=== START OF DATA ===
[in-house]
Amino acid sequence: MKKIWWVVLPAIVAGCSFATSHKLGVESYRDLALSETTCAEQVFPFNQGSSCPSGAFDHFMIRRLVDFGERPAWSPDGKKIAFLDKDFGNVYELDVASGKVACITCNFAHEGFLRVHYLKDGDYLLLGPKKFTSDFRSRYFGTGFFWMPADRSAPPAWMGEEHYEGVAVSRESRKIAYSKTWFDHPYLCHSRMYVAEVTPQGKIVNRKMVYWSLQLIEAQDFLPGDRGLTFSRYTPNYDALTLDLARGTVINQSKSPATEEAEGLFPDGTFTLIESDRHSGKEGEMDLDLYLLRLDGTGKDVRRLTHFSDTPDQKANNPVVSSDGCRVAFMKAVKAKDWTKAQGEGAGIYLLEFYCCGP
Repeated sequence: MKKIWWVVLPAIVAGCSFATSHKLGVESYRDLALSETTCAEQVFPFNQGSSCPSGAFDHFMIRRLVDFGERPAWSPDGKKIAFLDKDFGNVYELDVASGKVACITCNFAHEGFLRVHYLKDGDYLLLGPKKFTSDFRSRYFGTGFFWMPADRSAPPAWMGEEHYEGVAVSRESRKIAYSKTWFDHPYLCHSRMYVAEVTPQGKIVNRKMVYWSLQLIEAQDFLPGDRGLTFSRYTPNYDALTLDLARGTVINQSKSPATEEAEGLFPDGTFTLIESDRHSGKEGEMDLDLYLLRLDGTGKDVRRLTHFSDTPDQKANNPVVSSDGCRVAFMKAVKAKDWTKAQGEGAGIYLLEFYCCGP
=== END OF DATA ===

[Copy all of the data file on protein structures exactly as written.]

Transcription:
[in-house]
Amino acid sequence: MKKIWWVVLPAIVAGCSFATSHKLGVESYRDLALSETTCAEQVFPFNQGSSCPSGAFDHFMIRRLVDFGERPAWSPDGKKIAFLDKDFGNVYELDVASGKVACITCNFAHEGFLRVHYLKDGDYLLLGPKKFTSDFRSRYFGTGFFWMPADRSAPPAWMGEEHYEGVAVSRESRKIAYSKTWFDHPYLCHSRMYVAEVTPQGKIVNRKMVYWSLQLIEAQDFLPGDRGLTFSRYTPNYDALTLDLARGTVINQSKSPATEEAEGLFPDGTFTLIESDRHSGKEGEMDLDLYLLRLDGTGKDVRRLTHFSDTPDQKANNPVVSSDGCRVAFMKAVKAKDWTKAQGEGAGIYLLEFYCCGP
Repeated sequence: MKKIWWVVLPAIVAGCSFATSHKLGVESYRDLALSETTCAEQVFPFNQGSSCPSGAFDHFMIRRLVDFGERPAWSPDGKKIAFLDKDFGNVYELDVASGKVACITCNFAHEGFLRVHYLKDGDYLLLGPKKFTSDFRSRYFGTGFFWMPADRSAPPAWMGEEHYEGVAVSRESRKIAYSKTWFDHPYLCHSRMYVAEVTPQGKIVNRKMVYWSLQLIEAQDFLPGDRGLTFSRYTPNYDALTLDLARGTVINQSKSPATEEAEGLFPDGTFTLIESDRHSGKEGEMDLDLYLLRLDGTGKDVRRLTHFSDTPDQKANNPVVSSDGCRVAFMKAVKAKDWTKAQGEGAGIYLLEFYCCGP